Essay Read by Constituting America Founder, Actress Janine Turner
Since the earliest days of the American founding, a bedrock principle of our republic has been the concept that government is an essential element in protecting and preserving individual rights. In the Declaration of Independence, principal author Thomas Jefferson wrote, “to secure… rights, Governments are instituted among Men, deriving their just powers from the consent of the governed.”
Building on this precept, in Federalist 51, James Madison talked about the tension between the necessity of government in protecting individual rights, but the need for the governed to work to constrain the powers of government:
“If men were angels, no government would be necessary. If angels were to govern men, neither external nor internal controls on government would be necessary. In framing a government which is to be administered by men over men, the great difficulty lies in this: you must first enable the government to control the governed; and in the next place oblige it to control itself.”
Our republic is built on a simple, yet powerful, concept: we are endowed by our creator with certain “unalienable” rights. We cede small measures of those rights to government in the form of powers, in order for the full-measure of our rights to be protected.
This leads to a fundamental axiom: whenever government is enlarged, individual rights are diminished. You cannot reconcile liberty with anti-liberty.
This gives us not only the basic structure of the federal constitution, but most state-based constitutions as well. The Articles of the United States Constitution lay out the powers of government—i.e., what measure of rights we have ceded to the government in the form of powers. The first eight amendments within the Bill of Rights represent further constraints on those powers in order to protect individual rights.
But then the last two amendments in the Bill of Rights, Amendments 9 and 10, make further declarations regarding the balancing of rights versus the powers of government.
The Ninth Amendment makes it clear that the rights of citizens aren’t limited to what is “enumerated” in the Bill of Rights, that their rights are essentially infinite, while the Tenth Amendment underscores this idea that the powers of government are created by the people giving up some measure of their rights—and anything not “delegated” to government is “reserved” by the people.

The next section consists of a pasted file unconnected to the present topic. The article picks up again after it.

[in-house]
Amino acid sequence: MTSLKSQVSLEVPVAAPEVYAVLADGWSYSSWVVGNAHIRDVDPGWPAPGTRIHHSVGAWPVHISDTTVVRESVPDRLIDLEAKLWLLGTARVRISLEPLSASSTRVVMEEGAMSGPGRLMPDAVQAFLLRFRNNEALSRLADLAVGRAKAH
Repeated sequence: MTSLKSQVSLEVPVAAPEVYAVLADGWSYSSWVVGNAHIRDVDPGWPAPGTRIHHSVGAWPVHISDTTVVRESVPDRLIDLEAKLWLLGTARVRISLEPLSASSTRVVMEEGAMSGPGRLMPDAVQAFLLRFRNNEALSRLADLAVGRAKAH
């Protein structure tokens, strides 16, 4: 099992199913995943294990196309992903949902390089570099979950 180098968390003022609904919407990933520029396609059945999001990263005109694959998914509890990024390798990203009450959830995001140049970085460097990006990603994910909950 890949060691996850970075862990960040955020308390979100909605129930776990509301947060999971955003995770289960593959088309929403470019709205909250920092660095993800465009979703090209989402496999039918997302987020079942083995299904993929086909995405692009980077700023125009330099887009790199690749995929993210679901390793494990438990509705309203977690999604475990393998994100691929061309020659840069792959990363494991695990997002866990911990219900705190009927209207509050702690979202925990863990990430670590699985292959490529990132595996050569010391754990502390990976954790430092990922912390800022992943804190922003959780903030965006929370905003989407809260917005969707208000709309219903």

Further, while a New Deal-era Supreme Court dismissed limitations on federal power in cases like US v. Darby, even that court had to admit that when it comes to the Tenth Amendment, it states, “a truism that all is retained which has not been surrendered.” US v. Darby, 312 US 100, 124 (1941)
This tension underscores the fundamental beauty of our system—we are not a pure democracy (something our founders were rightly skeptical of). As the saying goes, “democracy is two wolves and a sheep deciding what to have for supper.”
We recognize that while the people can vote to make particular laws, those laws can only exist within the powers the people have delegated to government and they cannot be violative of the rights retained by the people. So while one group of people, even a majority of the people, might demand that government impose restrictions on certain kinds of unpopular speech, the First Amendment makes it clear that such restrictions would be unconstitutional (and one can say that the entire purpose of the First Amendment is to protect “unpopular” speech. “Popular” speech requires no such protection!).
How, then, do we assess this balance between the rights of people and the powers of government?